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When all else fails, look at Google. There are 374,000 hits for "not enough storage is available to process this command" (in quotes), including this from Microsoft (http://technet.microsoft.com/en-us/library/cc978735.aspx) which I reproduce in its entirety:

Not enough storage is available to process this command.
User Action:
Do one of the following, then retry the command: (1) reduce the number of running programs; (2) remove unwanted files from the disk the paging file is on and restart the system; (3) check the paging file disk for an I/O error; or (4) install additional memory in your system.

However the first few hits I tried had a more complex explanation which might be of help, which is increasing the size of the IRPStackSize parameter in the registry. A rough paraphrase is:
There are many, many things that can cause the IRPStackSize to become too small, but one of the most common reasons is anti-virus software that has been installed or many different programs such as Acronis TrueImage, AVG, Norton, Microsoft Security Essentials etc. It’s not the programs that are the problem, but the drivers and the IRP slots that they use up, hence in time you may need to increase the value of the IRPStackSize as you install more and more programs.
To edit the IRPStackSize, go to:
If the registry key IRPStackSize is already exant then you may need to increase its value. Do this in increments of 5. The default value is decimal 15 so try changing it to 20. When you have done this, reboot for the changes to take effect. If this was unsuccessful try increasing it by a further value of 5. The most it can be increased to is dec 50.
If the IRPStackSize is not present (it isn't on my pc) then create a new DWORD. Right click and rename to IRPStackSize. Double click to open and enter a value. Try decimal 20 then reboot. If no luck try increasing its value by another 5.
Look at http://support.microsoft.com/kb/177078 for more details, or plough through those 374k Google hits.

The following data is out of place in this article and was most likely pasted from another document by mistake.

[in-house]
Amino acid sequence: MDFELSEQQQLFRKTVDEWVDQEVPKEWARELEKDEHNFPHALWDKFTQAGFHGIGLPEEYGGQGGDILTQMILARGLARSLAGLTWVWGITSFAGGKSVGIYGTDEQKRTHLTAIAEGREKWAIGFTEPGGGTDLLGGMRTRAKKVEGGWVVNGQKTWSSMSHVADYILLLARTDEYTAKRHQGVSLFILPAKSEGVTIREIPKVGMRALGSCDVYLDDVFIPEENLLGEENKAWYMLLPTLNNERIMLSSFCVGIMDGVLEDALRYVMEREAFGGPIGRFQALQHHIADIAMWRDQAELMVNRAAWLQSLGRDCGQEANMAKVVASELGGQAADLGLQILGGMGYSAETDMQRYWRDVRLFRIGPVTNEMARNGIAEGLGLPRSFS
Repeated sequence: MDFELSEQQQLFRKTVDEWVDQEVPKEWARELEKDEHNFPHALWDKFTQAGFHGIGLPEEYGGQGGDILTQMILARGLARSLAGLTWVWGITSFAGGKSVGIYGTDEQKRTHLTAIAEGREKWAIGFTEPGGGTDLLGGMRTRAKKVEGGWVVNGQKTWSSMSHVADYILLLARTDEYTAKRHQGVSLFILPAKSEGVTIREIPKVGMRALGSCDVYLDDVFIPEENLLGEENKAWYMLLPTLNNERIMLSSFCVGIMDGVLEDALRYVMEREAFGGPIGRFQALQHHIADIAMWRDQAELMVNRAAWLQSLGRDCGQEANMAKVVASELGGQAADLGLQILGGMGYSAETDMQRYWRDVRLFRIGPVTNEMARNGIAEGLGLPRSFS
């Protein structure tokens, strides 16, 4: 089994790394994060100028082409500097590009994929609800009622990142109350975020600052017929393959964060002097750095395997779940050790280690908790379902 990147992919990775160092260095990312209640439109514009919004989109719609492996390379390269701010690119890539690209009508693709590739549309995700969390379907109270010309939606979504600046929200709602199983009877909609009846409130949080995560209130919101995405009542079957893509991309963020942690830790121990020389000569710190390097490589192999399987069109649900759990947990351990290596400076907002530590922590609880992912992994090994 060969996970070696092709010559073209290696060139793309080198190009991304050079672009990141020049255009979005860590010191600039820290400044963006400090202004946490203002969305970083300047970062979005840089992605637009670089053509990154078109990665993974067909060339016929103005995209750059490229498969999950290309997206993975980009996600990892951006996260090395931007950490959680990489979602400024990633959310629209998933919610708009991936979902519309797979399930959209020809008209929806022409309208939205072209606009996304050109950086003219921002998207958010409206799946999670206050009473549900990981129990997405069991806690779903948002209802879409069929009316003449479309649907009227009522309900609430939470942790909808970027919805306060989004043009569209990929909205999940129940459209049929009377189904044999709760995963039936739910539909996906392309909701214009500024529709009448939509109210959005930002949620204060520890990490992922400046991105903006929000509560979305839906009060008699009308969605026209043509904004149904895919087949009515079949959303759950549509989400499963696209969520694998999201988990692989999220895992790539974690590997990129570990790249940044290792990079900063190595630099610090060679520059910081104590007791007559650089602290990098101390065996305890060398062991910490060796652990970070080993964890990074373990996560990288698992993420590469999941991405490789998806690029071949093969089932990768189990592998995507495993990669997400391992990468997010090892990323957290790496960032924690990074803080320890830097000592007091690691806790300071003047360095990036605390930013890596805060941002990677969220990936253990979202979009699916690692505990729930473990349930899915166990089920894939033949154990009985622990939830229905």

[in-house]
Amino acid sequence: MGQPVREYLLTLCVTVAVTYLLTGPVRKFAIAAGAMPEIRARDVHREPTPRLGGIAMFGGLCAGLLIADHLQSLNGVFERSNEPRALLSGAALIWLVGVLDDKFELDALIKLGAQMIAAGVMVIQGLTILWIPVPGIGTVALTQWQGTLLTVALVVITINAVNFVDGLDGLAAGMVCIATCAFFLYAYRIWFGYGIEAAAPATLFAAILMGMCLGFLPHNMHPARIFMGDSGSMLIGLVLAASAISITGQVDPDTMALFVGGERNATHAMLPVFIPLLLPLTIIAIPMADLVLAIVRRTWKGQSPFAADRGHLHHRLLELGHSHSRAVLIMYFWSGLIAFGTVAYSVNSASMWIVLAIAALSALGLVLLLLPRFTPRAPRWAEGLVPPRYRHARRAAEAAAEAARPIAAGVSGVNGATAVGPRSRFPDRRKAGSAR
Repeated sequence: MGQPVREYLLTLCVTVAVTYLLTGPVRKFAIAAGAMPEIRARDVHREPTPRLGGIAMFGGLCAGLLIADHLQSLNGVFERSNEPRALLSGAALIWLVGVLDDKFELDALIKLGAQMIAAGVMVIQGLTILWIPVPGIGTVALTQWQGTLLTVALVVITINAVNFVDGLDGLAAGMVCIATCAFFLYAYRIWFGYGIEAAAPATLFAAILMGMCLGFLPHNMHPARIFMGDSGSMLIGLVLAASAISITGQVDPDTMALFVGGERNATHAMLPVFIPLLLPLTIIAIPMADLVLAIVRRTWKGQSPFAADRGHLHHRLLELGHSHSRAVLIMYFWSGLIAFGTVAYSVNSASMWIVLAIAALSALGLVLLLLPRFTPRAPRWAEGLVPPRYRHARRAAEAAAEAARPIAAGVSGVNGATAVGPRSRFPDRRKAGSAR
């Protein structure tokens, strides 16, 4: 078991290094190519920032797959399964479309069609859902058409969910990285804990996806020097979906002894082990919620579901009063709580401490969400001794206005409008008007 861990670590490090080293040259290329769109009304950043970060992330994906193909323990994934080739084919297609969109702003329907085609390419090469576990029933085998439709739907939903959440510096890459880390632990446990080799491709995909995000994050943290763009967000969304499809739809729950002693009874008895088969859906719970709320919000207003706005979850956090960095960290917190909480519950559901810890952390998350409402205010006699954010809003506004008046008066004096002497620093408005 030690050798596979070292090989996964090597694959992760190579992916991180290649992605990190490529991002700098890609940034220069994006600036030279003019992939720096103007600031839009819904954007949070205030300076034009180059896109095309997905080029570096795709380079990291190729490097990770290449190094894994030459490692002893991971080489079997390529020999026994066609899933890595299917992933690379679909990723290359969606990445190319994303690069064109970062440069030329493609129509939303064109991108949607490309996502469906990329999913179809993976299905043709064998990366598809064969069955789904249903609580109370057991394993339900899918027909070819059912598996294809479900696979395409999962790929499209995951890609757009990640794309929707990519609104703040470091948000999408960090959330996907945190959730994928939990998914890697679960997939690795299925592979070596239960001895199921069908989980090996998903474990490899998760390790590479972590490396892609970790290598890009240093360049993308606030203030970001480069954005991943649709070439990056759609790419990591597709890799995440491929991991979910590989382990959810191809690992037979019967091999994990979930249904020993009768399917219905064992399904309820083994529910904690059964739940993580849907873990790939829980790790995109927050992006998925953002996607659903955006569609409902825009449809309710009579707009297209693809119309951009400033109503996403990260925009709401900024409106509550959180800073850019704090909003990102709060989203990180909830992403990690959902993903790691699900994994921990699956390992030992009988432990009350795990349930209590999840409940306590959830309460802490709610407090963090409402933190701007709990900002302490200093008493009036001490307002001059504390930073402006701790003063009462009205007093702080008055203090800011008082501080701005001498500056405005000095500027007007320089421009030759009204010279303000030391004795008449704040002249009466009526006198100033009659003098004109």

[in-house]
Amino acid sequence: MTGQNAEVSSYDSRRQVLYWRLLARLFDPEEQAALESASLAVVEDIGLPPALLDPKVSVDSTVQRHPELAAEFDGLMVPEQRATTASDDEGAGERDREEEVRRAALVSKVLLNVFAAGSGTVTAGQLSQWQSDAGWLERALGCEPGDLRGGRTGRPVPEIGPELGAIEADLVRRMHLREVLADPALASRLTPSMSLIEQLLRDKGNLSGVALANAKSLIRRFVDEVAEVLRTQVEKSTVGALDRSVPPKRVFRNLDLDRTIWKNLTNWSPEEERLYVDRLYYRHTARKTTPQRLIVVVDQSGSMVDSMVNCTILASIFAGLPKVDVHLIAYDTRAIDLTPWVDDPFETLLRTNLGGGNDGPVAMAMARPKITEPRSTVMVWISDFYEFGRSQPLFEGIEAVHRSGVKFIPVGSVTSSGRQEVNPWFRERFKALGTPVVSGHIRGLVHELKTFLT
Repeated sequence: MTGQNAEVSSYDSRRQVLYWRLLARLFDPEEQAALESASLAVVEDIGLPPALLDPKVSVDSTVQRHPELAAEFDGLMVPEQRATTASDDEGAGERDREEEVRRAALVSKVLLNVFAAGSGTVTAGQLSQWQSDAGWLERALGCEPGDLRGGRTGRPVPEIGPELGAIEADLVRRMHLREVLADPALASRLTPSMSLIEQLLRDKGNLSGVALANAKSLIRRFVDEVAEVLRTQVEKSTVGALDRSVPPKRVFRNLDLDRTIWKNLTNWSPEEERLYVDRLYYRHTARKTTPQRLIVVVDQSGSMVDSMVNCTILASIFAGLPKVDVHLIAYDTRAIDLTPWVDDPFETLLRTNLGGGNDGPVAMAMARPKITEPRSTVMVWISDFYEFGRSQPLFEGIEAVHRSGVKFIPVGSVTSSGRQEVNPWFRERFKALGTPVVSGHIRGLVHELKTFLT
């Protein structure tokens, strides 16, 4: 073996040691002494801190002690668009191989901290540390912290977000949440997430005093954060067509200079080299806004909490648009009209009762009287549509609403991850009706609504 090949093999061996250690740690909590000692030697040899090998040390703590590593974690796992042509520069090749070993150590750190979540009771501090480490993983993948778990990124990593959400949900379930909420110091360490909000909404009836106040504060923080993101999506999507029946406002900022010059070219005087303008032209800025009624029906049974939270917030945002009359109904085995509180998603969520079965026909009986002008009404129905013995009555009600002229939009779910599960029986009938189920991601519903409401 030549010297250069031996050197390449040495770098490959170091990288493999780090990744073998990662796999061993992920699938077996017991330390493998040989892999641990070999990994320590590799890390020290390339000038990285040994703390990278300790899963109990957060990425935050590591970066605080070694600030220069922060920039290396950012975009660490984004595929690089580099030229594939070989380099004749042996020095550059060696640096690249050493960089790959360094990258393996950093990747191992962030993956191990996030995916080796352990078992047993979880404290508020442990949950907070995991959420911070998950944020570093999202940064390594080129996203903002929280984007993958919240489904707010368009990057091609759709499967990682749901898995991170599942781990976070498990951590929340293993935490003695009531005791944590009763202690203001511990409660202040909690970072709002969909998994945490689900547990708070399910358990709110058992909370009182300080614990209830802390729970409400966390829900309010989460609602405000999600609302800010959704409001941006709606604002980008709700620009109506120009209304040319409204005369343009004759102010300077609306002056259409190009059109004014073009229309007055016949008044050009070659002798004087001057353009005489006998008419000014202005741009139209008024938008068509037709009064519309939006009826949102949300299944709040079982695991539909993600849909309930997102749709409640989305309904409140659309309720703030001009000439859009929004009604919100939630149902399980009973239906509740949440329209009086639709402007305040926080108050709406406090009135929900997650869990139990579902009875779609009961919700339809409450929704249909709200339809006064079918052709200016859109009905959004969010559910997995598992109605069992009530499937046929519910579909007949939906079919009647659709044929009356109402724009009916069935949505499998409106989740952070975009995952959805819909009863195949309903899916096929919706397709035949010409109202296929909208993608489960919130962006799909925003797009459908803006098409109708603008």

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- It may sound weird but running a program called "Windows Repair all in One" (WR)


could help. I know that in the programcode of WR there's a line that "increases system resources" (not quite sure what that means). It's a socalled "registry tweak" and that's why I don't want to provide the details of that "tweak". The safest way to do the registry tweak is to run the program.


(Perhaps this registry tweak could be added to RECUVA ??).

System setup: http://speccy.piriform.com/results/gcNzIPEjEb0B2khOOBVCHPc


A discussion always stimulates the braincells !!!

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@ Augeas :)


A shame Mtang appears to have dropped out.  But all is not lost!

At least the varied ideas might be helpful to others


AND ...


The three golden rules to save all the pain before things go wrong ...


Backup, backup and backup


... and don't overwrite the previous backup


I have ...

last five days

end of last week

one copy of all weekly backups in the month

end of month backup

... deleting the oldest first


Don't backup onto the primary drive (C:\) ... or partitions on the primary disc

-  use a separate HDD device,

-  USB SSD can die and when they do they are really dead

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One problem is that when Mtang uses her computer then more and more photos are in danger of being overwritten for ever. Seems (s)he doesn't want to use that system anymore.

System setup: http://speccy.piriform.com/results/gcNzIPEjEb0B2khOOBVCHPc


A discussion always stimulates the braincells !!!